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File glob question

by licking9Volts (Pilgrim)
on Jun 03, 2002 at 16:50 UTC ( #171278=perlquestion: print w/ replies, xml ) Need Help??
licking9Volts has asked for the wisdom of the Perl Monks concerning the following question:

Hi all, After much searching of previous nodes, and a hard read of perlman:perlop (which only served to confuse me), I must now ask you for help. I have a program that reads a few lines in from each of over 4000 files. This is the code I'm using to grab all of the file names:
... while ($file = <*.las>) { open(FILE, "$file") || warn "Warning: can't open $file, skipping.. +.\n"; while (<FILE>) { chomp; if (/\b($info)\s*\./) { print $_} ... } } ...
When I run the program, there is a long pause (around 5 mins) before it actually starts printing out any results. What is it doing for those 5 mins? Is there something I can change to make it start printing results immediately or does it have to look at all the files before it can do anything? Thanks.

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Re: File glob question
by Abigail-II (Bishop) on Jun 03, 2002 at 16:54 UTC
    It doesn't have to look at each file, but it *does* look at each *filename* of the directory. The glob is first going to create the entire list of matches - which it can only do by checking all filenames.

    If you want quicker output, you have to write your own opendir/readdir wrapper.

    Abigail

Re: File glob question
by VSarkiss (Monsignor) on Jun 03, 2002 at 17:08 UTC

    The answer from Abigail-II above is correct. In case you're wondering what an "openddir/readdir wrapper" is, it's a loop like this:

    chdir $the_directory or die "Couldn't chdir to $the_directory: $!"; opendir(D, ".") or die "Couldn't open . ($the_directory): $!"; while ($file = readdir D) { next unless $file =~ /\.las$/; # other logic later... } closedir D;
    Another common idiom is to use grep to pull out the entries you want first, although this will consume memory proportional to the number of files and the lengths of their names.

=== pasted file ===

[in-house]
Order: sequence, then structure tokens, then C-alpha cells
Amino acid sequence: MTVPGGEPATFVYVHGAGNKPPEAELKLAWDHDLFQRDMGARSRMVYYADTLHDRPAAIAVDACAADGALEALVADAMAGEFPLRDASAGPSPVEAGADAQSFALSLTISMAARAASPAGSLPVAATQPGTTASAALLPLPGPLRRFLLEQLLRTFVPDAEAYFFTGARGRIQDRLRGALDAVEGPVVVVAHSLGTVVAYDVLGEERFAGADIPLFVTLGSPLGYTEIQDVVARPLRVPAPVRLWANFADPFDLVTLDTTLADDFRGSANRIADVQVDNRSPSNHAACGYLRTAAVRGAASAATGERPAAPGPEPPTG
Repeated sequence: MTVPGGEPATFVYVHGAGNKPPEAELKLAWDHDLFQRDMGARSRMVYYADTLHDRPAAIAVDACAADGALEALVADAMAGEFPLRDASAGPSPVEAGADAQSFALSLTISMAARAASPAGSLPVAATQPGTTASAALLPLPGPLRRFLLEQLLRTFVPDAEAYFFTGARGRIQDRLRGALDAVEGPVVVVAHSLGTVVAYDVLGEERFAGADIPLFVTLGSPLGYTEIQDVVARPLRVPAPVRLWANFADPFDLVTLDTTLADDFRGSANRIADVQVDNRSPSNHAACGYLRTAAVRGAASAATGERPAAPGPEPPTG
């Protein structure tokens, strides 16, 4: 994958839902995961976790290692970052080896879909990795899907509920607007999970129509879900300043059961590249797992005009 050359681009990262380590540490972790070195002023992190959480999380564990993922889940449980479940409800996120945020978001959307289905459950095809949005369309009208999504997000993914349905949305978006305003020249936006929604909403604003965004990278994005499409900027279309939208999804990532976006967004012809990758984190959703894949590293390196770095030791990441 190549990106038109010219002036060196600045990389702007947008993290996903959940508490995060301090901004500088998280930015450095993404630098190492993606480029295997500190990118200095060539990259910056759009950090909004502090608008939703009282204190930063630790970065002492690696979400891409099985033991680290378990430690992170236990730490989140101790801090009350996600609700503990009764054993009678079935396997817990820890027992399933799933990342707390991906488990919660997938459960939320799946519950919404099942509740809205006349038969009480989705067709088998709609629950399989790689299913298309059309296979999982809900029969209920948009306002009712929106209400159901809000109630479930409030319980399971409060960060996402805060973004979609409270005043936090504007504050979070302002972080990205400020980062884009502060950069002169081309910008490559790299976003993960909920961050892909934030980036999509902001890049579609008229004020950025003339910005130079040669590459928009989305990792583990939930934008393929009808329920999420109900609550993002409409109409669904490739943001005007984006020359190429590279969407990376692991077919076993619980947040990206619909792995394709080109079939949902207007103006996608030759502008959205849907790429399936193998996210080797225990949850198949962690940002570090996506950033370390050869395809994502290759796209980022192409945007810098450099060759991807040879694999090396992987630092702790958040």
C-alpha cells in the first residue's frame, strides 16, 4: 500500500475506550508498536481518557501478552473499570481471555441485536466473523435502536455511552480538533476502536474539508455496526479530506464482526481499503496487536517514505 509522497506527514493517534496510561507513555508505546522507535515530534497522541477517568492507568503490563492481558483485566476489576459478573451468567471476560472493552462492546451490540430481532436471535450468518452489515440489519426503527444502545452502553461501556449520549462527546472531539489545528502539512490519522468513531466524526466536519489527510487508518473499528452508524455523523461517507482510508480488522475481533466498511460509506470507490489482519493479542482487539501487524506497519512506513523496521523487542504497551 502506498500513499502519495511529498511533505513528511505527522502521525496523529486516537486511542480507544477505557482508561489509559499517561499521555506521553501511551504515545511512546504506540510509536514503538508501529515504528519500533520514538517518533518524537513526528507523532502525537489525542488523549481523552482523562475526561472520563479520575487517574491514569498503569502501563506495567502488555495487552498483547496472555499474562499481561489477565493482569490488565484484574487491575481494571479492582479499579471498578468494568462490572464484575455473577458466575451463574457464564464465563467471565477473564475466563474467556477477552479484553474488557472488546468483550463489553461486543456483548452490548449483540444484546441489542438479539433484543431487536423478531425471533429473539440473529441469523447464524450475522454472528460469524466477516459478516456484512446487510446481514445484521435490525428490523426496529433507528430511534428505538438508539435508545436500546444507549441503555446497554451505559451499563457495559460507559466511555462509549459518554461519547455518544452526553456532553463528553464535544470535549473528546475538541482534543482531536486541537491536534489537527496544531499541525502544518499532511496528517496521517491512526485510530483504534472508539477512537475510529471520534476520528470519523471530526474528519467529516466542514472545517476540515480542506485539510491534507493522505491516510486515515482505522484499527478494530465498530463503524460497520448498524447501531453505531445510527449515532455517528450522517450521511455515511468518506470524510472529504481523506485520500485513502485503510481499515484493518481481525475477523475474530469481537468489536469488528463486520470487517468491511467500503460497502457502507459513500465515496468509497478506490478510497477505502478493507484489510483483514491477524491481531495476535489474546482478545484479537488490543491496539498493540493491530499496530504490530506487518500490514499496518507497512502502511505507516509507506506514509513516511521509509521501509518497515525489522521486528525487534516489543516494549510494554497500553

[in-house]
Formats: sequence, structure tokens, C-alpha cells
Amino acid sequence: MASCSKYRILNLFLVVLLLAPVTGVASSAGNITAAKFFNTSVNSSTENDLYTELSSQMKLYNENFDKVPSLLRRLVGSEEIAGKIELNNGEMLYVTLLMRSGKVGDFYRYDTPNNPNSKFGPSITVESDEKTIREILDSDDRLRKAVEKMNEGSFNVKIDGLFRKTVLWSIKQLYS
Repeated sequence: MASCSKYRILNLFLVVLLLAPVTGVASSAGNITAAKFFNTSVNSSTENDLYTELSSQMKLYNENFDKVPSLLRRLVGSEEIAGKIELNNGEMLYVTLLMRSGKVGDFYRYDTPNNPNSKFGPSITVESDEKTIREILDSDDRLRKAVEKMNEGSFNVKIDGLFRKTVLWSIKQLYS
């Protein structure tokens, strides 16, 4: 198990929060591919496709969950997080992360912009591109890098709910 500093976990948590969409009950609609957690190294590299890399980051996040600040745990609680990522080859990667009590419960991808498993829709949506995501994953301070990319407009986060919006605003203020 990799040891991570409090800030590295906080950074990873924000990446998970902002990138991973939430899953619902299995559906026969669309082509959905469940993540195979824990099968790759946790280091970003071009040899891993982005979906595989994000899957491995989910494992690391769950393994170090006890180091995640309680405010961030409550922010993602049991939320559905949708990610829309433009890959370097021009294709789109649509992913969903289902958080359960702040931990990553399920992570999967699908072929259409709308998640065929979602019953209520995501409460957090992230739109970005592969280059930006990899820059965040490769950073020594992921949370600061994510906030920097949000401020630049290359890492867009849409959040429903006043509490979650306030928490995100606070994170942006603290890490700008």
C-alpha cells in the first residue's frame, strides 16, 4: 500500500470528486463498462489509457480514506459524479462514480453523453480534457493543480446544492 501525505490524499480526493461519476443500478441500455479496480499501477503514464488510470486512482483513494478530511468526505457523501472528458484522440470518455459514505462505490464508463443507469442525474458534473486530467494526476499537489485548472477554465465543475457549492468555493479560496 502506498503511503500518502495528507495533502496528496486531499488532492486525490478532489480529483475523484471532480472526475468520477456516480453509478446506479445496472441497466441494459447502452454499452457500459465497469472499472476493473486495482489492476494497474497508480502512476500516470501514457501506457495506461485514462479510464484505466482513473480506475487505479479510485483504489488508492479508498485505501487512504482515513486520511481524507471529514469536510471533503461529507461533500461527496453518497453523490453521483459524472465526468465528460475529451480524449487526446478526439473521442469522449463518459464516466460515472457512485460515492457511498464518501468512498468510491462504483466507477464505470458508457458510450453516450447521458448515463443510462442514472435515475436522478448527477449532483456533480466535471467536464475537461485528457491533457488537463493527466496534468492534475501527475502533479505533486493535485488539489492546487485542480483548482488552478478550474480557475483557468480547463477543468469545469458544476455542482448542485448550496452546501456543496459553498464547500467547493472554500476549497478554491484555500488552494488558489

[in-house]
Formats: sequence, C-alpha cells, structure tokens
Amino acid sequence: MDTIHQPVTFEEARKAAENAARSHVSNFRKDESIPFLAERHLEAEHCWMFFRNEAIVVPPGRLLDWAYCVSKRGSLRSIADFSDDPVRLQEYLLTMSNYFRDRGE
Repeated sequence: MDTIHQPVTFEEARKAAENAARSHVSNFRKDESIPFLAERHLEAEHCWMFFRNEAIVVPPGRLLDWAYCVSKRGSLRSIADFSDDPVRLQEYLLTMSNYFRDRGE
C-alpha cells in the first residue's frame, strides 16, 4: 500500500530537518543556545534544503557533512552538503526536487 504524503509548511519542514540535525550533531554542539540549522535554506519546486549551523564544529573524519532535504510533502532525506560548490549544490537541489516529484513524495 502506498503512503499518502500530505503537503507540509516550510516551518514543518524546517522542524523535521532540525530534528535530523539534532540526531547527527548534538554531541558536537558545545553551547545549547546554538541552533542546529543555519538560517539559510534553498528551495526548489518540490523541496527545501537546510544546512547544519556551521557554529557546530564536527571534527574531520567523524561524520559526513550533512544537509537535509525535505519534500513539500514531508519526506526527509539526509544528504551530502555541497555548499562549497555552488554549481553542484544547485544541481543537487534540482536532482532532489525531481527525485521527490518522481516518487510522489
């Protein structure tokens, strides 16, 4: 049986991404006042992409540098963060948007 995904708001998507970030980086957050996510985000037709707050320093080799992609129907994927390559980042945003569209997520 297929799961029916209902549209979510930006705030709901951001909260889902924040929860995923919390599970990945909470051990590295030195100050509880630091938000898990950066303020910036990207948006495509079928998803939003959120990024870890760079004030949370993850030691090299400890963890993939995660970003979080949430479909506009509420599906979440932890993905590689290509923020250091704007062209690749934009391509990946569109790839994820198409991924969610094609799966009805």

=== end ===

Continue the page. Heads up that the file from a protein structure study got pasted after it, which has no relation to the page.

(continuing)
chdir $the_directory or die "Couldn't chdir to $the_directory: $!"; opendir(D, ".") or die "Couldn't open . ($the_directory): $!"; my @files = grep { /\.las$/ } readdir D; closedir D; foreach my $file (@files) { # whatever... }
    Note, both of those code samples are untested.

    HTH

Re: File glob question
by Zaxo (Archbishop) on Jun 03, 2002 at 17:21 UTC
Re: File glob question
by rinceWind (Monsignor) on Jun 03, 2002 at 17:55 UTC
    You haven't said which platform your program is running on. There's a good chance that it's not the machine running your code that is bottlenecked, but the file server or the network.

    On Win32, there are well known performance problems with the layers of the operating system involved in wildcard directory lookup (=globbing).

    I've also seen the same scenario with NFS, but nowhere near as bad - in this case, the Unix box doing the file serving had some severe hardware problems of its own.

    A way round this is to use FTP instead of a direct mapping, and Net::FTP to access the directories and files.

    Update: Some CB corresponence with licking9Volts has established that the files are being served from a Unix box using Samba. IIRC, Windows has to have an image of the directory in memory before it can glob. If the directory is huge, then Windows thrashes in memory.

      rinceWind, I am running this on Win2k actually. The program sits in the same directory as the data files though. Would network problems still affect it? Also, Abigail, would it be any faster if I gathered all of the file names into a seperate hash or array? BTW, the reason, I am concerned with speed is that I would like to eventually use part of this code on an internal website as a kind of file archive search. If it really came down to it, I could just create a separate index file with the data I need, then update it weekly and search on that, but how much fun is that? Thanks.

      Update: I crossed out the line above because I realized that with either scenario, it's still going to glob the file names into something and therefore it still has to read ALL of the file names. Thanks Abigail.

        Actually, if your CGI's being hit with any kind of traffic, you'll have to do something like that. At the very least, you'll need something from the Cache::Cache clique or one of the other similar modules.

        Makeshifts last the longest.

Re: File glob question
by tmiklas (Hermit) on Jun 03, 2002 at 21:37 UTC
    Maybe I'm wrong, but I suppose that those 5 minutes are just to make a list of files in a direcotry. The speed of operation depends mostly on your filesystem speed (for example Linux ext2 is much slower than ReiserFS - even in beta-experimental version).
    While you can do nothing to speed this up, you can do some work-around... At first I suggest to make list of those 4000 files and write it somewhere. Then you can try something like this:
    #!/usr/bin/perl use strict; open (FH, "<files.list") || die "Can't find files.list: $!\n"; my @files = <FH>; close (FH); while (my $file = shift(@files)) { chomp ($file); open (FILE, "$file") || warn "Warning: can't open $file, skipping. +..\n"; while (<FILE>) { chomp; if (/\b($info)\s*\./) { print $_} ... } }
    and so on... Anyway, I'm sure that other monks right here would find much better solution than mine :-)

    Greetz, Tom.

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